Doubt over a release in the world’s second-biggest film market had dogged the Warner Bros. film, with observers wondering whether its depiction of ostentatious wealth among the ethnic Chinese super-elite in Singapore would pass muster with China’s film regulators. The Chinese government has recently tightened its control of the culture and media sectors, insisting that they uphold “core socialist values.”
But film authorities announced Monday that “Crazy Rich Asians” would get an outing in China after all. Warner Bros. is expected to confirm details on Tuesday.
The date is some three and a half months after the picture’s Aug. 15 theatrical outing in North America, and more than two months after its release in some East Asian territories. It released in Singapore, where much of the film is set, on Aug. 22, in Hong Kong on Aug. 23, and in Taiwan on Aug. 24.
Chinese authorities set the release dates for imported films. And they vet films for content. Delays are not uncommon and release dates not always coordinated with outings in other territories.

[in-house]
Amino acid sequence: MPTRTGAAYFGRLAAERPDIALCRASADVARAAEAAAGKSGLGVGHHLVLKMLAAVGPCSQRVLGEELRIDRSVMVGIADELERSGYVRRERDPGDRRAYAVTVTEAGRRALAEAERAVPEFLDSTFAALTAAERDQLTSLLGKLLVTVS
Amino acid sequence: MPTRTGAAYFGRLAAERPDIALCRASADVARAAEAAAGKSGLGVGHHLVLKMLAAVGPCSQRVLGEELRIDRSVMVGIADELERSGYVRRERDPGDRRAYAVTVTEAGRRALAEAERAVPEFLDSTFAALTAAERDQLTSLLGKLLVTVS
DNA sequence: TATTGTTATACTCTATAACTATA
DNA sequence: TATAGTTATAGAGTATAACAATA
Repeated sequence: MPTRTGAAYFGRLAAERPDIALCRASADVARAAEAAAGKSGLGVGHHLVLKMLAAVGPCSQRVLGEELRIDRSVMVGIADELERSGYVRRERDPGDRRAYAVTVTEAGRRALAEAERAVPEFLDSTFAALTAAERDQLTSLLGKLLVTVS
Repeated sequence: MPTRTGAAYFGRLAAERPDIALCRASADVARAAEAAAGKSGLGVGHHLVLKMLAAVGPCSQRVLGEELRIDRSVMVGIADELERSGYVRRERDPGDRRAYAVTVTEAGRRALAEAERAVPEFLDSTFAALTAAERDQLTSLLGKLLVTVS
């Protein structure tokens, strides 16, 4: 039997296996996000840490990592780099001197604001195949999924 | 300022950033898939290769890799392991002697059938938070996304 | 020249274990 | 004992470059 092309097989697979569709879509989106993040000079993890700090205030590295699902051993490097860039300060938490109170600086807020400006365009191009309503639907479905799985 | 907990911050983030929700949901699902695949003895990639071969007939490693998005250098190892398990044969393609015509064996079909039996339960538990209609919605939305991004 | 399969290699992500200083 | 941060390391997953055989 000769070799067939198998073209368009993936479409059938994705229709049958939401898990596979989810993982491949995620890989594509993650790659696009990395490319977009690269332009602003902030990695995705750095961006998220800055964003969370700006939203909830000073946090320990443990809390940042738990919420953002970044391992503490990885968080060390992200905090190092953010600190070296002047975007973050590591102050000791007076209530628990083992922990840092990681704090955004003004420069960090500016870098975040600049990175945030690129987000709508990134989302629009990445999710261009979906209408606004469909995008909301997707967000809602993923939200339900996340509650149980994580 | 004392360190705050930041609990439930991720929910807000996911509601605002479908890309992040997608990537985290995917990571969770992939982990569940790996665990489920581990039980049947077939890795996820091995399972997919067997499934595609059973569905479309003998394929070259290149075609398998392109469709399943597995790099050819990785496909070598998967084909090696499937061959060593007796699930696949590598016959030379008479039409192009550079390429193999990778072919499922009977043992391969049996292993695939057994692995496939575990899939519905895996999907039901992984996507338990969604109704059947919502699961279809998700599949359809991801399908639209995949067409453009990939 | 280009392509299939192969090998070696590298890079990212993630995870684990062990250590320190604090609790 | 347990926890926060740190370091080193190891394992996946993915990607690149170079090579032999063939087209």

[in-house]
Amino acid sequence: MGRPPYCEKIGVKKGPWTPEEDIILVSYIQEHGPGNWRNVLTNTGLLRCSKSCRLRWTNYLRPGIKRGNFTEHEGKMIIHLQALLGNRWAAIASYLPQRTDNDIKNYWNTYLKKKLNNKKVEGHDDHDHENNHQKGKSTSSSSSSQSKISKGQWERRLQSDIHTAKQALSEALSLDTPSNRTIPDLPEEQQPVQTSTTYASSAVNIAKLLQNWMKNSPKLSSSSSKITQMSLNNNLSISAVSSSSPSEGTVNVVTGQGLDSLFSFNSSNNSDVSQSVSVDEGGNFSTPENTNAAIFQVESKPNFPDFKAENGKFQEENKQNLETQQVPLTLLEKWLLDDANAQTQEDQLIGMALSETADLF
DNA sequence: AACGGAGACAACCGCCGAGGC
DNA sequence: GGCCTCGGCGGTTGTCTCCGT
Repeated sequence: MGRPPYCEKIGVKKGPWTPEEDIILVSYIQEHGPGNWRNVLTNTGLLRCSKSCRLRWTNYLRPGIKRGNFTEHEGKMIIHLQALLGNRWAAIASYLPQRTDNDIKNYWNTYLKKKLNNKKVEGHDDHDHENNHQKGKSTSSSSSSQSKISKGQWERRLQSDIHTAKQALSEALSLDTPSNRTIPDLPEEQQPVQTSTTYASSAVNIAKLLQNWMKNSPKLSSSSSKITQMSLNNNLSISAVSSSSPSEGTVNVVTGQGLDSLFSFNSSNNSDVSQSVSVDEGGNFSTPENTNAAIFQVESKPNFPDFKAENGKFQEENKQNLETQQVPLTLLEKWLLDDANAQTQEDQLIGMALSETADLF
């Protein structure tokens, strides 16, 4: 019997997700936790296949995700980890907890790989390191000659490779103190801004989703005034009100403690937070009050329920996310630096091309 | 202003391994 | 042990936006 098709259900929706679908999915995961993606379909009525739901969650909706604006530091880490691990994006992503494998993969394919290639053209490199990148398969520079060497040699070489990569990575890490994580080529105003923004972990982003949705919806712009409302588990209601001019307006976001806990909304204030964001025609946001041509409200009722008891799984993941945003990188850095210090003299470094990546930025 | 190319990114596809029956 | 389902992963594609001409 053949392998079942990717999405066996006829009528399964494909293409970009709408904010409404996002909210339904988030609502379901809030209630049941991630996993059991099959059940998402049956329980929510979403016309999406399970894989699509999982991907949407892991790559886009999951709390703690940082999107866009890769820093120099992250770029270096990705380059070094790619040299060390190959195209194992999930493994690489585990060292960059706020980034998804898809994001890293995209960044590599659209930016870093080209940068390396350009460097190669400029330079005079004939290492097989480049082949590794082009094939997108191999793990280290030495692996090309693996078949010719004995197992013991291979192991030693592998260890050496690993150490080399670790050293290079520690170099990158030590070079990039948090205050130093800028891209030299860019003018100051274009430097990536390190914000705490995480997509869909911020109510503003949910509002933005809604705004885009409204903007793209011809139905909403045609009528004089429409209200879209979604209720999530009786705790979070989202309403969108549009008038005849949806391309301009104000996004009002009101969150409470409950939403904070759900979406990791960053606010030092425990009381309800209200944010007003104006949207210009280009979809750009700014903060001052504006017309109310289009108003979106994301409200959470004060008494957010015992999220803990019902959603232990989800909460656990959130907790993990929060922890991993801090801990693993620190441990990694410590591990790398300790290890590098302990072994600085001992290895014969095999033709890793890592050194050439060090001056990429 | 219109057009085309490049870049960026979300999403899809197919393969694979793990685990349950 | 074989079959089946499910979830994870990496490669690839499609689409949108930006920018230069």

However, with Chinese box office sagging in recent weeks, it is very possible that regulators calculated that the theatrical sector needs some hits to keep up the momentum of annual box office growth. The film scored $35 million in its opening five days on release in North America and went on to score $171 million.
In China, the film is to be treated as a revenue-sharing import, subject to quota and censorship restrictions. The release is to be handled by state-owned distributors China Film Group and Huaxia Distribution.
Possible sticking points in the approval process of “Crazy Rich Asians” included careful attention paid to the adaptation from Kevin Kwan’s 2013 novel. In the original book, the heroine’s dark secret is a father who lingering in a mainland Chinese jail.
In North America, the film was hailed as a breakthrough for a Hollywood picture made with an all-Asian cast. The film stars Constance Wu, Henry Golding, Michelle Yeoh, Awkwafina, Lisa Lu and Ken Jeong. “Crazy Rich Asians” was directed by Jon M. Chu with production by Color Force and SK Global. Warner Bros. is North America and international distributor.
In East Asia, driven by curiosity value, and decent word of mouth, the film enjoyed mostly strong numbers. In Hong Kong, it enjoyed $1.84 million. In Indonesia, it was a big hit with $5.4 million from a mid-September release. In Japan, it was a predictable flop, earning just $315,000 from a late September outing.